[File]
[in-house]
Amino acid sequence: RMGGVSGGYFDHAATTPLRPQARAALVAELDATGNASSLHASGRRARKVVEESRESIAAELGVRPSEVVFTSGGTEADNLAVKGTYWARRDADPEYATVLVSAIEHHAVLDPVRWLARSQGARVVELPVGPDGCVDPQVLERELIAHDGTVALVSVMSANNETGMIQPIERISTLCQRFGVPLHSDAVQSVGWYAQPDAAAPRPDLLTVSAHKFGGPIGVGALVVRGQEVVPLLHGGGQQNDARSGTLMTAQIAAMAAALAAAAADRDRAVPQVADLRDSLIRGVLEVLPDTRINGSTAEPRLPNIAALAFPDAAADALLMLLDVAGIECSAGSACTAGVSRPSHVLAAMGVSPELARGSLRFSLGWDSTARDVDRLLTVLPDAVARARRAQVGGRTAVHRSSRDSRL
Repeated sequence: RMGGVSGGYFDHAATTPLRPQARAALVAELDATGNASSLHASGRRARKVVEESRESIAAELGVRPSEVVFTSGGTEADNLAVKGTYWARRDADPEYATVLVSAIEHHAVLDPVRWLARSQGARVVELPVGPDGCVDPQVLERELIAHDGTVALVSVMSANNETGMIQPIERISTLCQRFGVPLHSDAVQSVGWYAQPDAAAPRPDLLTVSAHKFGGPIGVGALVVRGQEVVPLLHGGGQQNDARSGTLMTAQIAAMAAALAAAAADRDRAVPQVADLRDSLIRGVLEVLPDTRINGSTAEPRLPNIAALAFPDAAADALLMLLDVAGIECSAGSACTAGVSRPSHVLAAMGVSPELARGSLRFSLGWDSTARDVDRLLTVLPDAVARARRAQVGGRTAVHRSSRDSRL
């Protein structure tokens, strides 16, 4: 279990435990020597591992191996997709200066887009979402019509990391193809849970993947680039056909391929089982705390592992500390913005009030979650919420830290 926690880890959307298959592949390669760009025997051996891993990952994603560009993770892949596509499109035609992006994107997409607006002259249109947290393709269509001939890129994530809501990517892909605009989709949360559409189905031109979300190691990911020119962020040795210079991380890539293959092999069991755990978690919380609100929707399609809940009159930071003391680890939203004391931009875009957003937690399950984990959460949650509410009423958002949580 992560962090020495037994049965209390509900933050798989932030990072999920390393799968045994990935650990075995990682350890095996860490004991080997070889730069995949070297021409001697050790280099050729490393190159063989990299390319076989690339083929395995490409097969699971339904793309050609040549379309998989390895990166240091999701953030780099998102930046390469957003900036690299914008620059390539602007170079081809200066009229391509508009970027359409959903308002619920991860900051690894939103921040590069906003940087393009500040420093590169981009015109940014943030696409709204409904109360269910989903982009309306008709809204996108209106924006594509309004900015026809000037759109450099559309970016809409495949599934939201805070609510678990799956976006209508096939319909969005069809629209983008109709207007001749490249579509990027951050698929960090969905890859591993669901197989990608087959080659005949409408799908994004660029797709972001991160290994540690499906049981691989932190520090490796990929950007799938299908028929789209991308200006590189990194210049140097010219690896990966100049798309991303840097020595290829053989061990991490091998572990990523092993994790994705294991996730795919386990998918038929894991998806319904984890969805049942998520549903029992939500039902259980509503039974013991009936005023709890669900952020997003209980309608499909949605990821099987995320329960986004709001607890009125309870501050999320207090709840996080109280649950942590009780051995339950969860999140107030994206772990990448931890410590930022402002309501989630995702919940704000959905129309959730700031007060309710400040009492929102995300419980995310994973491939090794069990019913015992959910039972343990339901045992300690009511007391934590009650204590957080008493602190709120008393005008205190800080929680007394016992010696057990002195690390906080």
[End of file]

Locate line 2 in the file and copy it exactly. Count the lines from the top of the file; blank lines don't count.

Amino acid sequence: RMGGVSGGYFDHAATTPLRPQARAALVAELDATGNASSLHASGRRARKVVEESRESIAAELGVRPSEVVFTSGGTEADNLAVKGTYWARRDADPEYATVLVSAIEHHAVLDPVRWLARSQGARVVELPVGPDGCVDPQVLERELIAHDGTVALVSVMSANNETGMIQPIERISTLCQRFGVPLHSDAVQSVGWYAQPDAAAPRPDLLTVSAHKFGGPIGVGALVVRGQEVVPLLHGGGQQNDARSGTLMTAQIAAMAAALAAAAADRDRAVPQVADLRDSLIRGVLEVLPDTRINGSTAEPRLPNIAALAFPDAAADALLMLLDVAGIECSAGSACTAGVSRPSHVLAAMGVSPELARGSLRFSLGWDSTARDVDRLLTVLPDAVARARRAQVGGRTAVHRSSRDSRL